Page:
On February 10, 2015, a letter signed by 22 retired generals and admirals, a former deputy under secretary of defense for intelligence, and dozens of other officers was sent to NBC parent Comcast, demanding an apology. The letter included a statement that "Mohyeldin's statements were an inexcusable slap in the face to the widow of Chris Kyle and to all those in the armed forces who continue to serve our country in harm's way. Such rants do not add anything to a thoughtful discussion of public policy regarding Iraq."[19]

Allegation of bias during live news reportEdit

In October 2015 Ayman Mohyeldin was accused of false reporting and bias during live coverage of report where a Palestinian man wearing camouflaged clothing sprung out from a group of Israeli soldiers, wielding a knife and was subsequently shot. Mohyeldin initially reported that from where he was standing and the boy was lying he did not see a knife in the boy's open hands after he saw the dead body. However he was interrupted on air by another MSNBC journalist who ran a picture of the assailant holding what seemed to be a knife in the air before he was killed. Following the MSNBC journalist's interruption, Mohyeldin reiterated that the assailant did not have a knife in his hands after he was dead and secured by the Israeli police.[21]

Following his coverage of the June 2016 Tel Aviv shooting, an Israeli newspaper, The Jerusalem Post, criticized Mohyeldin for going "on a rambling, 35 second stream of conscious in which he managed to squeeze in four mentions of 'the occupation' and three mentions of Israeli politics 'shifting to the right' or the 'extreme right,' while talking of Palestinian 'frustration' and Israeli oppression."[22]

Personal lifeEdit

Mohyeldin married Tunisian model Kenza Fourati on April 26, 2016 in a private ceremony in Marietta, Georgia,[23] where his parents currently reside.

His wife revealed in a "Vogue Arabia" interview that the couple was expecting their first child in early 2017.[24] Their daughter, Dora Fourati Mohyeldin, was born in New York on March 12, 2017.[25]


  1. ^ a b Al Jazeera Field Correspondents Al Jazeera
  2. ^ Hundreds die in Israel raid on Gaza Al Jazeera
  3. ^ "Ohio State Neurosurgery Residencies". Ohio University. Retrieved October 23, 2016.
  4. ^ Field, Lindsay. "North Cobb graduate covers Egypt for NBC". The Marietta Daily Journal. Retrieved October 23, 2016.
  5. ^ a b c d e Interview: Ayman Mohyeldin Brand Republic
  6. ^ Al Jazeera Reporters Arrested Archived February 1, 2011, at the Wayback Machine Bikya Masr. Staff. February 1, 2011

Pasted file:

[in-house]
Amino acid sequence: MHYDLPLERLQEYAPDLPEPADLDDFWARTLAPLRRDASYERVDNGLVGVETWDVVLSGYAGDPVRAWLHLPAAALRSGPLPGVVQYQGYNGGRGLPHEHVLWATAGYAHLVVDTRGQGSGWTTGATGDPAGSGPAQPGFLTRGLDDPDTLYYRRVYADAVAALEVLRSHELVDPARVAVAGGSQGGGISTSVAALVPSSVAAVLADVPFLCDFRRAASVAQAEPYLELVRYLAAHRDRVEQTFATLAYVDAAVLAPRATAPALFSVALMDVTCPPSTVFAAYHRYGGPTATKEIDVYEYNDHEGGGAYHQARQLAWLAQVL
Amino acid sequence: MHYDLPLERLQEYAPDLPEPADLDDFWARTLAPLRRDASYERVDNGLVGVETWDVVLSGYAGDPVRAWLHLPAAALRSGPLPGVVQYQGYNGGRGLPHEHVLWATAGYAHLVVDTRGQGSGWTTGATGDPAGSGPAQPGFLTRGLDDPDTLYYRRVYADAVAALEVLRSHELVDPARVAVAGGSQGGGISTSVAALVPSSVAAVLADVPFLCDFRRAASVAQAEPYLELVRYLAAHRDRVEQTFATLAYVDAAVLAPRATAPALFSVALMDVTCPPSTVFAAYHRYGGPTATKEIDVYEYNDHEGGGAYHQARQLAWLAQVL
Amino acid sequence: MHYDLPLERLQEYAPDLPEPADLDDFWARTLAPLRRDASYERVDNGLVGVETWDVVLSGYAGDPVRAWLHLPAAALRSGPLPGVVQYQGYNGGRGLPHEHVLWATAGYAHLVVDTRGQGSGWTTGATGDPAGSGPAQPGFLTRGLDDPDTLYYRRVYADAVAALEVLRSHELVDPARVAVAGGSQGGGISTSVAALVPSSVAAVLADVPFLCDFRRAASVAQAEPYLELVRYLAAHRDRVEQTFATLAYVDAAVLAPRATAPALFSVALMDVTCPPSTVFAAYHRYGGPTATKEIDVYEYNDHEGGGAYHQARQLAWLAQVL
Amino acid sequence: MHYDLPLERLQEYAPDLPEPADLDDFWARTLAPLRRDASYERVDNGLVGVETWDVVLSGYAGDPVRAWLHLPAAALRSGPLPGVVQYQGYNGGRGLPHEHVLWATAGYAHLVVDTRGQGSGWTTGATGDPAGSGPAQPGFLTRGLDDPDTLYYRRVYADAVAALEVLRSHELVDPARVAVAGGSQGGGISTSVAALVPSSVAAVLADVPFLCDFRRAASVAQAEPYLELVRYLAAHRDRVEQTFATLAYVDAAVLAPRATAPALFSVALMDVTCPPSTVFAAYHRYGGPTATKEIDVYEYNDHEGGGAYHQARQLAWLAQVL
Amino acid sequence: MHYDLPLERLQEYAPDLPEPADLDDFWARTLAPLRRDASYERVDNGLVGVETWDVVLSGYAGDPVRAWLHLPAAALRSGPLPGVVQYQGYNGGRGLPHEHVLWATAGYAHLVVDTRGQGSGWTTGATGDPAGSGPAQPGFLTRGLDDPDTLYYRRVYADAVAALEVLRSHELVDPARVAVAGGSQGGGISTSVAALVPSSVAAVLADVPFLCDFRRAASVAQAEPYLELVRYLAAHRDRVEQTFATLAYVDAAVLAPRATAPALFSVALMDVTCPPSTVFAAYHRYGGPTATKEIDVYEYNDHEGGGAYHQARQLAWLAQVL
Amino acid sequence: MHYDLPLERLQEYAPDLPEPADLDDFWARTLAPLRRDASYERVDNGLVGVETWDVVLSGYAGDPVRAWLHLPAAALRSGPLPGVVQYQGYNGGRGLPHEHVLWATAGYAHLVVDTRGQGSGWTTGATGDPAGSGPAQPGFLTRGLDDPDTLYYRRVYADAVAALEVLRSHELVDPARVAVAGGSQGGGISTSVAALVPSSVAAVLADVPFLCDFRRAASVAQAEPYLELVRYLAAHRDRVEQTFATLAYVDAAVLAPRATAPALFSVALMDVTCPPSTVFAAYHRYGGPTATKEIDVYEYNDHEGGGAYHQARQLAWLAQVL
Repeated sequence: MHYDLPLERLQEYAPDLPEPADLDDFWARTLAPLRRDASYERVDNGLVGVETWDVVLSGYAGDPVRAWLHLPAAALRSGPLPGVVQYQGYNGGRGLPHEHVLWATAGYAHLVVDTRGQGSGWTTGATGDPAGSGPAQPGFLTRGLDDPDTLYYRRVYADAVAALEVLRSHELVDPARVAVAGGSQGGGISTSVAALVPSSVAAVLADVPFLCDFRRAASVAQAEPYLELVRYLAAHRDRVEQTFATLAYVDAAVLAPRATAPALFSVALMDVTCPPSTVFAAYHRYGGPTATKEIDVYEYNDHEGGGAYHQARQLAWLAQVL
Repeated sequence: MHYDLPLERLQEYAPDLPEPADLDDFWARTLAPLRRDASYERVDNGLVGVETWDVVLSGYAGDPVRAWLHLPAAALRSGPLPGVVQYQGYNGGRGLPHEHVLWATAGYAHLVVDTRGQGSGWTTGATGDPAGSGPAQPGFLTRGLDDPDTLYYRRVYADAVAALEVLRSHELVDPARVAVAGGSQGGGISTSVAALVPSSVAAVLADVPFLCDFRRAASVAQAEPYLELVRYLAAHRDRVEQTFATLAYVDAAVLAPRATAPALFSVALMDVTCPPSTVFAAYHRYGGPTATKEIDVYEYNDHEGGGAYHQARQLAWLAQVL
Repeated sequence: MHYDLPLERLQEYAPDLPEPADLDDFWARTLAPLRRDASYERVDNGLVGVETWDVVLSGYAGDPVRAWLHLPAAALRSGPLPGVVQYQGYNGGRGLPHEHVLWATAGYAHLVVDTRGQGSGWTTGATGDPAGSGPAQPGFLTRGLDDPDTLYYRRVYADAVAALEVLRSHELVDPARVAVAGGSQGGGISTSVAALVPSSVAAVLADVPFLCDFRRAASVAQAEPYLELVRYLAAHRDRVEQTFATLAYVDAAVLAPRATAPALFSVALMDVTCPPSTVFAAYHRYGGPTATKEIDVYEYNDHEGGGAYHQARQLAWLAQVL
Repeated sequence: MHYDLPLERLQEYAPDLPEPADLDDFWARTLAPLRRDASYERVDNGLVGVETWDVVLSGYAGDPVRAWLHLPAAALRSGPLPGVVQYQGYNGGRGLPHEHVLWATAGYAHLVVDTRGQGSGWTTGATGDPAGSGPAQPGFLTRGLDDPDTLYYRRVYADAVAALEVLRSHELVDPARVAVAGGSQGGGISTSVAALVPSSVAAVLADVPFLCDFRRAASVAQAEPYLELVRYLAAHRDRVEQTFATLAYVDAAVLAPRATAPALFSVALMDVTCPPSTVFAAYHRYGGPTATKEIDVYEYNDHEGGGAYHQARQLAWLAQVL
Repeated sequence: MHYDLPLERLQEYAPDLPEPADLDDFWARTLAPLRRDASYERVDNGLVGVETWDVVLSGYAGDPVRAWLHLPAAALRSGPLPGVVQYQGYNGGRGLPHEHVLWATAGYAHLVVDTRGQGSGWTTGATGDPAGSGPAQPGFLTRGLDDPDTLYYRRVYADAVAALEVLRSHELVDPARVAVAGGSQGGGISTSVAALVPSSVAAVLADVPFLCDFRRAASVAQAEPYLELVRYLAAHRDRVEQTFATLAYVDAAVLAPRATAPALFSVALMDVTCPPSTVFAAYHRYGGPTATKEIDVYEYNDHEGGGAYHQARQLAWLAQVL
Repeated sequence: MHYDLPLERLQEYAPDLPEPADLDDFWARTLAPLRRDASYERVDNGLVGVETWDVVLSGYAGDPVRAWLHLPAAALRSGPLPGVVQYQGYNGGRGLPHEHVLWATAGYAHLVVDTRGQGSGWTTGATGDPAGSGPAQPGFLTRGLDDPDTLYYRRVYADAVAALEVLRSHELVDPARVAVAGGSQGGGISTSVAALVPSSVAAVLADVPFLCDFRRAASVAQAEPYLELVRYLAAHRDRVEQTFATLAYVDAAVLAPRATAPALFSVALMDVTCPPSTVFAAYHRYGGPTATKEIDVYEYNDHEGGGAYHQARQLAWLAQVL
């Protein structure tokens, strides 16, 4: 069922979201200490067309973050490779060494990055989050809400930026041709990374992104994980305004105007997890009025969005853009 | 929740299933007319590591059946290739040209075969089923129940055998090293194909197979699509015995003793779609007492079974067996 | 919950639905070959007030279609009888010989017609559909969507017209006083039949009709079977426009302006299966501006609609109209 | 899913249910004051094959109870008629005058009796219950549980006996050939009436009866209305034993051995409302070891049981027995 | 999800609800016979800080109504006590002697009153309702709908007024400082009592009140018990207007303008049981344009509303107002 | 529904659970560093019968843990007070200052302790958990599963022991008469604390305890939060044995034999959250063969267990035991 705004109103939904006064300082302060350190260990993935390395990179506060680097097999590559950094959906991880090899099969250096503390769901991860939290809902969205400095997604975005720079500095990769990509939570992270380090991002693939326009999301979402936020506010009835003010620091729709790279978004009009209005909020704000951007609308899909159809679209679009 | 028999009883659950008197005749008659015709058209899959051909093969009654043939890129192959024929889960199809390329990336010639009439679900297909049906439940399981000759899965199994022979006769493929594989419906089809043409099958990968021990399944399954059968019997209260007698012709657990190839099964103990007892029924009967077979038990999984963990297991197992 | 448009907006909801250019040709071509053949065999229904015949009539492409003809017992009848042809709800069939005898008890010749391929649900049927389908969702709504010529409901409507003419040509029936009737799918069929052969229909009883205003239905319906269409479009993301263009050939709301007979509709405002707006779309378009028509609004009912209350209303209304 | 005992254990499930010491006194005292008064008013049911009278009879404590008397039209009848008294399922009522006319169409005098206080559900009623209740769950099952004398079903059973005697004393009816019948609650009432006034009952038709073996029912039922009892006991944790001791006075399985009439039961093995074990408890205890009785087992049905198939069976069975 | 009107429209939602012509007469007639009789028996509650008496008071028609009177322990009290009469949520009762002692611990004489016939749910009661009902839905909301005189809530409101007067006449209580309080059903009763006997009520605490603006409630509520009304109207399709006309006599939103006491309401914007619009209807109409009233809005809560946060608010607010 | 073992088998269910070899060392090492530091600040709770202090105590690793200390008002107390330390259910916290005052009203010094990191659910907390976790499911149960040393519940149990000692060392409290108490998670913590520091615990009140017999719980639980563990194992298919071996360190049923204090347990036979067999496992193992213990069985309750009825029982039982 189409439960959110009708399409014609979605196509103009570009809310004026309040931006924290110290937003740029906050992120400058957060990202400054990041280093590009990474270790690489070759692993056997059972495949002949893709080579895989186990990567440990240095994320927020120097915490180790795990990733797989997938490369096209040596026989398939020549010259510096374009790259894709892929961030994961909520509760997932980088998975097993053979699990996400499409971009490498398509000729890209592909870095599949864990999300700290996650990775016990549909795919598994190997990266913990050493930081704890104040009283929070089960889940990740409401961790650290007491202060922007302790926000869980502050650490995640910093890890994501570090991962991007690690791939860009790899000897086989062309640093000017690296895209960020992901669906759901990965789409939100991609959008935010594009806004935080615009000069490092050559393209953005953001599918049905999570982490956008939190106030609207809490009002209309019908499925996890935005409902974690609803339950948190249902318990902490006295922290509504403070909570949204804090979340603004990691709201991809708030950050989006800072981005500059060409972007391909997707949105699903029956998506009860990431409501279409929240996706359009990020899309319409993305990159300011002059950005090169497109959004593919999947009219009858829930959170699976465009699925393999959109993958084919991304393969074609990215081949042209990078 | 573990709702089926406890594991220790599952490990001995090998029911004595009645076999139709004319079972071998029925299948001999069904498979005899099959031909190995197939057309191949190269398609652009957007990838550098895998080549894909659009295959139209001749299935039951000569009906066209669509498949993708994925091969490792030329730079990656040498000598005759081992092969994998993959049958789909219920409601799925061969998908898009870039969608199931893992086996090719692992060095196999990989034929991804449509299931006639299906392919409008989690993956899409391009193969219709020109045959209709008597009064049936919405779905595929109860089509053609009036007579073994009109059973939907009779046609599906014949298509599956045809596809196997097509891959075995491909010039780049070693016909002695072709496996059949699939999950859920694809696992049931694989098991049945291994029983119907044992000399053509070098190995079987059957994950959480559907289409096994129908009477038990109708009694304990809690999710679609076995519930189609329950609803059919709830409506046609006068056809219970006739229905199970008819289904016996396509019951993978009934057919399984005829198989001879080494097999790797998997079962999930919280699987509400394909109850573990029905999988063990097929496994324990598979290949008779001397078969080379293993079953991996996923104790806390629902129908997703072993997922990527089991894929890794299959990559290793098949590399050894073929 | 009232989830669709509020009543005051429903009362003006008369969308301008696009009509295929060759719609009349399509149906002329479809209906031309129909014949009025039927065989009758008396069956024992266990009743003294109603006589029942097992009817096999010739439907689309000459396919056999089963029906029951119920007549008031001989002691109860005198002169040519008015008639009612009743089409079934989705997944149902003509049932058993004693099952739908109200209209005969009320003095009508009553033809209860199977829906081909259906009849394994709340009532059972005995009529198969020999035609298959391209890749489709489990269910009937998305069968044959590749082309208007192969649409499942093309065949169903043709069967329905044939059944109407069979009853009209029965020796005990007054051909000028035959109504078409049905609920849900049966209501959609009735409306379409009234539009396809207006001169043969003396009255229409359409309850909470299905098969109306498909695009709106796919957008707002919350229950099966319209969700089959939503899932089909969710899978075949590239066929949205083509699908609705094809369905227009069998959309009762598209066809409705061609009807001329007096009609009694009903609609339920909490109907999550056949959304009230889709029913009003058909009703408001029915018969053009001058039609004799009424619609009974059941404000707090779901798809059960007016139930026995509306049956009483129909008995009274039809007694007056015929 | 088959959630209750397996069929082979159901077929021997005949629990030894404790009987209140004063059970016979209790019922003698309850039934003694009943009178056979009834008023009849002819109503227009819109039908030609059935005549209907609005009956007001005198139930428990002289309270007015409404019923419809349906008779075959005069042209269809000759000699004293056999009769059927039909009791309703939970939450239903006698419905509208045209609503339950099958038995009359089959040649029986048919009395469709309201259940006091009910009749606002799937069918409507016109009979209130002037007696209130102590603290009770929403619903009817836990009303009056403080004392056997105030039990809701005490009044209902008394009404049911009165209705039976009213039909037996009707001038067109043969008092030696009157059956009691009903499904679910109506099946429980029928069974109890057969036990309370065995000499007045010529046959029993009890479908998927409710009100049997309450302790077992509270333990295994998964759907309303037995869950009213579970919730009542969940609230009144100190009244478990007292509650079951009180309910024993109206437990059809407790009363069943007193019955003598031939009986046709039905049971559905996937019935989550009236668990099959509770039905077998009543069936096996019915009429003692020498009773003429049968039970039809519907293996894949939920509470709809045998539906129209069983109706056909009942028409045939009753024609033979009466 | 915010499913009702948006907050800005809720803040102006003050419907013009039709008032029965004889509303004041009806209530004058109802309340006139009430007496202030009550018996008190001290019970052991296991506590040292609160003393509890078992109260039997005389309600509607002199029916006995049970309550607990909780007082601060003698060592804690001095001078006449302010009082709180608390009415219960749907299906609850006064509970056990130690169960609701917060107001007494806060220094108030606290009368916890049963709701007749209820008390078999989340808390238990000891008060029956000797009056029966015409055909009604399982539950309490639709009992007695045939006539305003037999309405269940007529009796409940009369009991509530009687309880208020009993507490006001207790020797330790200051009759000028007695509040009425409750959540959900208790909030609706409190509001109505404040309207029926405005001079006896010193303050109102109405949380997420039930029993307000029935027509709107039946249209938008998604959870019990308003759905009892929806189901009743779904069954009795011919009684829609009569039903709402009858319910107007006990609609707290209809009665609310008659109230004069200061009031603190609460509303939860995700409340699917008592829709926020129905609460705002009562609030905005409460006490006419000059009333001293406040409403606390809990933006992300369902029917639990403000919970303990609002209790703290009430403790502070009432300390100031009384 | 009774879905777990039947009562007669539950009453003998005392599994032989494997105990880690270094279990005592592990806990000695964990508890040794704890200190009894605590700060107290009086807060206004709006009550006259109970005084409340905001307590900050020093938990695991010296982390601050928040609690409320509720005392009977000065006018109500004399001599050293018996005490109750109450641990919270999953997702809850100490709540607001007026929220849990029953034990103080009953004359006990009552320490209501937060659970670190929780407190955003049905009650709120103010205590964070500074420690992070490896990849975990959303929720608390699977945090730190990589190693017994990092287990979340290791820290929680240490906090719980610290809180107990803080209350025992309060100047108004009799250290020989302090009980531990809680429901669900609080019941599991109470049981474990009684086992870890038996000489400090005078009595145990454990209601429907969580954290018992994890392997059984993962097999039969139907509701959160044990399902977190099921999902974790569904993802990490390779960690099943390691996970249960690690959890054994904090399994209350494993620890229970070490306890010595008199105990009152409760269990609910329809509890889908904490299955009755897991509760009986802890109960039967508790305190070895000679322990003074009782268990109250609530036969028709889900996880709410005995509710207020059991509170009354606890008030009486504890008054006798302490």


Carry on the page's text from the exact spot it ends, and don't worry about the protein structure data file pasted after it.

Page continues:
7. ^ "Ayman Mohyeldin on his detention - Middle East - Al Jazeera English". english.aljazeera.net. Retrieved 14 September 2014.
  8. ^ "Live blog Feb 6 - Egypt protests | Al Jazeera Blogs". Blogs.aljazeera.net. Archived from the original on 6 February 2011. Retrieved 6 February 2011.
  9. ^ "Japan nuclear crisis". BBC News. March 26, 2011.
  10. ^ Stelter, Brian (22 August 2011). "Al Jazeera Star Correspondent Rejoins NBC". The New York Times. Retrieved 25 August 2011.
  11. ^ NBC's Ayman Mohyeldin answers reader questions from Syria
  12. ^ Visceral accounts of Gaza attack that killed 4 boys The New York Times
  13. ^ Israeli strike kills four children at a Gaza beach The Washington Post
  14. ^ Gaza strip beach explosion kills children The New York Times
  15. ^ No charges over Palestinian children killed in Gaza beach bombing Deutsche Welle
  16. ^ Innocent gone Israeli strike gaza kills four children NBC News
  17. ^ Ayman Mohyeldin pulled Gaza NY Mag
  18. ^ NBC News Gaza Mohyeldin explanation Baltimore Sun
  19. ^ a b Bedard, Paul (February 10, 2015). "Brass demand NBC apology over claim sniper Kyle was 'racist' on 'killing sprees'". Washington Examiner. Retrieved February 15, 2015.
  20. ^ Rosenbaum, Sophia (February 10, 2015). "NBC under fire over reporter's claim sniper Chris Kyle was 'racist'". New York Post. Retrieved February 15, 2015.
  21. ^ Feldman, Josh (October 15, 2015). "MSNBC's Ayman Mohyeldin Corrected On-Air After Suggesting Dead Palestinian Terrorist Wasn't Armed".
  22. ^ "International coverage of Sarona Market angers Israel activists, public diplomacy groups". Jerusalem Post. 2016-06-09. Retrieved 2018-09-08.
  23. ^ Al Shatti, Nouriah. "Mabrouk! Tunisian Model Kenza Fourati is a Married Woman". Style.com/Arabia. Archived from the original on October 24, 2016. Retrieved October 23, 2016.
  24. ^ Khaoula Ghanem, "Kenza Fourati Shares Her Pregnancy Secrets", Vogue Arabia, November 16, 2016
  25. ^ Chris Ariens, "NBC’s Ayman Mohyeldin and Supermodel Wife Welcome Baby Daughter", TVNewser, Mar. 14, 2017

External materialsEdit